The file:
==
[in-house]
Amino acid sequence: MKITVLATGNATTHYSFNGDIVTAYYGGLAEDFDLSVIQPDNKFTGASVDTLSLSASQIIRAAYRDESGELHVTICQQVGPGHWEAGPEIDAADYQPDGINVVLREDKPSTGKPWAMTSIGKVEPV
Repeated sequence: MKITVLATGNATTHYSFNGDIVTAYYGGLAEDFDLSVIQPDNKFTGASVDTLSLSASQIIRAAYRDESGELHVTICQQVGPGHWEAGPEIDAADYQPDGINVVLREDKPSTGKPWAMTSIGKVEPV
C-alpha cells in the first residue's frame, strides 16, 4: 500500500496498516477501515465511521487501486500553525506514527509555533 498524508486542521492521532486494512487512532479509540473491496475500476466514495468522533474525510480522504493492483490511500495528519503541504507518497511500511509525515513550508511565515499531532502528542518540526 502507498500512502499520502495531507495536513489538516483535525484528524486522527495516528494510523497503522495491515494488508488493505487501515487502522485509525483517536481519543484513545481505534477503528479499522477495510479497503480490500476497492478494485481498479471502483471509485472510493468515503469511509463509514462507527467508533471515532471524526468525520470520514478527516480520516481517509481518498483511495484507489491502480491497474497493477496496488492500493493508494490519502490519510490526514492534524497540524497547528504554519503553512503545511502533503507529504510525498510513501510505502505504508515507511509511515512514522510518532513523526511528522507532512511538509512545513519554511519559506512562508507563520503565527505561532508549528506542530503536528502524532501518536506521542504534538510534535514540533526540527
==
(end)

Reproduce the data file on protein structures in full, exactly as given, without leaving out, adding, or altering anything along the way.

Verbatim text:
[in-house]
Amino acid sequence: MKITVLATGNATTHYSFNGDIVTAYYGGLAEDFDLSVIQPDNKFTGASVDTLSLSASQIIRAAYRDESGELHVTICQQVGPGHWEAGPEIDAADYQPDGINVVLREDKPSTGKPWAMTSIGKVEPV
Repeated sequence: MKITVLATGNATTHYSFNGDIVTAYYGGLAEDFDLSVIQPDNKFTGASVDTLSLSASQIIRAAYRDESGELHVTICQQVGPGHWEAGPEIDAADYQPDGINVVLREDKPSTGKPWAMTSIGKVEPV
C-alpha cells in the first residue's frame, strides 16, 4: 500500500496498516477501515465511521487501486500553525506514527509555533 498524508486542521492521532486494512487512532479509540473491496475500476466514495468522533474525510480522504493492483490511500495528519503541504507518497511500511509525515513550508511565515499531532502528542518540526 502507498500512502499520502495531507495536513489538516483535525484528524486522527495516528494510523497503522495491515494488508488493505487501515487502522485509525483517536481519543484513545481505534477503528479499522477495510479497503480490500476497492478494485481498479471502483471509485472510493468515503469511509463509514462507527467508533471515532471524526468525520470520514478527516480520516481517509481518498483511495484507489491502480491497474497493477496496488492500493493508494490519502490519510490526514492534524497540524497547528504554519503553512503545511502533503507529504510525498510513501510505502505504508515507511509511515512514522510518532513523526511528522507532512511538509512545513519554511519559506512562508507563520503565527505561532508549528506542530503536528502524532501518536506521542504534538510534535514540533526540527